First, an introduction. I’m Matt Foss, a new contributor here at Skeptic Freethought. I’m an atheist, secular humanist, and skeptic, just starting to get involved in the secular movement.
Over the past few weeks I’ve noticed a handful of items appearing on my Google Alerts for “secular humanism” from Christian news sites and right-wing blogs. They all had a common theme: that secular humanism is the modern world’s greatest threat to the American Christian way of life. Take a look at these two articles in particular:
“Secular Humanism is the Established State Religion” – an assertion that humanist values should be kept out of public schools per the Establishment Clause.
“The Worldview War” – an absurd rant about how Muslims and secular humanists are working together to bring America to ruin.
You’ll notice that the second article references one Dr. David Noebel as a source of knowledge on the concept of “worldviews”. A quick Google search identifies him as the retiring president of Summit Ministries, an organization focused on apologetics for a world it believes has gotten over Christianity.
Paranoia over secular humanism is nothing new, of course; Christian fundamentalists have been trying for decades to block its “teachings” from public schools on the grounds that promoting skepticism, science, and human rights somehow amounts to religious indoctrination. The Religious Right has been getting more and more vocal as of late, however, and I’m concerned that this sort of anti-humanist diatribe will become a trend.
Why the fuss about humanists?
It might come as a shock to some that Christians would be so alarmed by a group of people who advocate respect and tolerance; wouldn’t they be more afraid of vitriolic, firebrand, capital-‘A’-Atheists than of someone who simply claims to be “good without God”? Aren’t so-called humanist doctrines really just the same ethical standards at the core of every free society?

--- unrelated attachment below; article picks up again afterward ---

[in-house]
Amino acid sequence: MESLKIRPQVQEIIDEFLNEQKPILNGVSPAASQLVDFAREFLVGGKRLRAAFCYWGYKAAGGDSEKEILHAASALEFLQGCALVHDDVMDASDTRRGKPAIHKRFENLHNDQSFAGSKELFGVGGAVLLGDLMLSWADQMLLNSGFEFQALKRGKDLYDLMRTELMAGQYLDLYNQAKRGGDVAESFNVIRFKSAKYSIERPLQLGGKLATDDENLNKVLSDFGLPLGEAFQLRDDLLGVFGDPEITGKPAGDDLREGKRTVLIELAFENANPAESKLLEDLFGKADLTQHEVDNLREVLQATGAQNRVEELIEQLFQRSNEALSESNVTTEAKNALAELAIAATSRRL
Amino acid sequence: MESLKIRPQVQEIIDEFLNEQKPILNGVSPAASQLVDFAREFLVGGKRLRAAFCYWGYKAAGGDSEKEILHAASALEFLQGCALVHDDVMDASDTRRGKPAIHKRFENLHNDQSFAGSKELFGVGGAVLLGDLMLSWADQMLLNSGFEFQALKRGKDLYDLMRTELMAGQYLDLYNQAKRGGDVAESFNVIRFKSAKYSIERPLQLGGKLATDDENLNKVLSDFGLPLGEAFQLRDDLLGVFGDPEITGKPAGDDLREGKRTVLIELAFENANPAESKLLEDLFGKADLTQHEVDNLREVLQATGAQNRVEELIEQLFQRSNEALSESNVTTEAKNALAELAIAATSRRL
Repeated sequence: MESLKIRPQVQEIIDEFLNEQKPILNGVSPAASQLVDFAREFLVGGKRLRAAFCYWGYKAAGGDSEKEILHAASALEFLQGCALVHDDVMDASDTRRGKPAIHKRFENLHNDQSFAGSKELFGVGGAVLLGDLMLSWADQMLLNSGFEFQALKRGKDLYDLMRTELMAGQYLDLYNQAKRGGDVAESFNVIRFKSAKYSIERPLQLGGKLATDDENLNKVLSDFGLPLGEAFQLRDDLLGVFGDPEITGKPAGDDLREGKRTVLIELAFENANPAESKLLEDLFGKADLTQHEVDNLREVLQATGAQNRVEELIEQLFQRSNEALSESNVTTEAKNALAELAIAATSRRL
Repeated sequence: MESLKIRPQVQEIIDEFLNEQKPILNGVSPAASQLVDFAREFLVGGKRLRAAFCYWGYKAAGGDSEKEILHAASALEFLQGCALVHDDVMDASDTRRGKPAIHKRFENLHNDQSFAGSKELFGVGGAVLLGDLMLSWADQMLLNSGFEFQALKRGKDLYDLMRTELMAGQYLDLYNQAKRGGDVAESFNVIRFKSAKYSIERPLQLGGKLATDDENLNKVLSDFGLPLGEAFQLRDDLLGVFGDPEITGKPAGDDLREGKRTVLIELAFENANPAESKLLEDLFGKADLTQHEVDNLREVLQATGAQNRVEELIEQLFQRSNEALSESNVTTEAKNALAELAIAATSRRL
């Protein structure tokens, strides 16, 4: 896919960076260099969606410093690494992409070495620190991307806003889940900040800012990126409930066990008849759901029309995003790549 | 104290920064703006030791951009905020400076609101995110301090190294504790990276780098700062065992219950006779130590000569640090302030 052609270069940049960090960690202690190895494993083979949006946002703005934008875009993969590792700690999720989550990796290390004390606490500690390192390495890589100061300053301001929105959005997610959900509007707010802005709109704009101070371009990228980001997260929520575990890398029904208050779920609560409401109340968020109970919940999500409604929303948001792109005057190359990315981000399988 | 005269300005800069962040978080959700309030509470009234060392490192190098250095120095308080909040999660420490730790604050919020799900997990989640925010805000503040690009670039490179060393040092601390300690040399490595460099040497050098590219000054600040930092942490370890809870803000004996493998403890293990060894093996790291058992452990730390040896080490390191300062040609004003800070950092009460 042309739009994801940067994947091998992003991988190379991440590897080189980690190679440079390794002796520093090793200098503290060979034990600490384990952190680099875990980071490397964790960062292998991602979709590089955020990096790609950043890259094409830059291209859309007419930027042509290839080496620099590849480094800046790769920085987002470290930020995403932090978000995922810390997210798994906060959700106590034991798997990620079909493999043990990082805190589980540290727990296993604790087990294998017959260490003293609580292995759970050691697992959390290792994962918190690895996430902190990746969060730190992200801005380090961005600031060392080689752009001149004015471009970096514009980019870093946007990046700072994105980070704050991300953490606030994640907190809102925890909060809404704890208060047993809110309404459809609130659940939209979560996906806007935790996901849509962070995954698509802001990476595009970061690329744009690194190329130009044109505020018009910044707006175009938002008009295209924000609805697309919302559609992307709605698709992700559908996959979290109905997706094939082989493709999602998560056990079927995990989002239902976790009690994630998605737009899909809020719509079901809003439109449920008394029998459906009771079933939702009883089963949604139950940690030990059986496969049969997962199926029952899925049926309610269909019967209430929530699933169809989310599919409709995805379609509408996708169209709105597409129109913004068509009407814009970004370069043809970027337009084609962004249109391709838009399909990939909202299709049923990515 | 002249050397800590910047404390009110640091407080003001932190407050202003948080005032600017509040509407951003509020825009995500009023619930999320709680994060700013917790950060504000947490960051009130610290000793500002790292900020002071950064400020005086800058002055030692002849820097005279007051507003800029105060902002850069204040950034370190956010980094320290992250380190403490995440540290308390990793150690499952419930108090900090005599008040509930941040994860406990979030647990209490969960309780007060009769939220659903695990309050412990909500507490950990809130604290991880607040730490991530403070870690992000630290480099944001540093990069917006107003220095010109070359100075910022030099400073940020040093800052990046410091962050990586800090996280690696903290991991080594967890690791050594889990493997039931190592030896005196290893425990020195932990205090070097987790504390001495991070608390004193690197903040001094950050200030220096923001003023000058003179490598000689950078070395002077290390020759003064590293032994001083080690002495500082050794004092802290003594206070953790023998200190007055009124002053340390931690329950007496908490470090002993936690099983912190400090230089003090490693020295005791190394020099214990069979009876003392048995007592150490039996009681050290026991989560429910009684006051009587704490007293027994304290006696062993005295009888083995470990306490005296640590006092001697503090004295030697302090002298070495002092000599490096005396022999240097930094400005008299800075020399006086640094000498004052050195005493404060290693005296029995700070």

Note: I in no way intend to take sides on the “tone wars” here, nor imply that “atheist” implies “firebrand” or that “humanist” implies “diplomat”. I’m referring to the connotation that the two words tend to have based on my personal experience in discussing them with religious believers.
After reading and thinking on this a while, I’ve realized why they are so afraid of humanists. It’s precisely because of the benign-sounding messages such as “Be good for goodness’ sake!” and “Millions are good without God.” It’s because, framed within a worldview in which a sly Devil seeks to trick gullible humans into abandoning faith for worldly concerns, a friendly and inviting godless philosophy is far more dangerous than an aggressive militant adversary.
As I understand it, these fundamentalists want atheism to be an empty, miserable state of mind for which they represent the ultimate cure. The idea of a worldview that emotionally, intellectually, and socially fulfills people without belief in their God negates the very purpose of their religion’s existence. In this respect, I don’t blame them for feeling threatened by humanism, and I won’t be so surprised in the future when fundamentalists react negatively to non-threatening billboards like the (vandalized) one pictured above.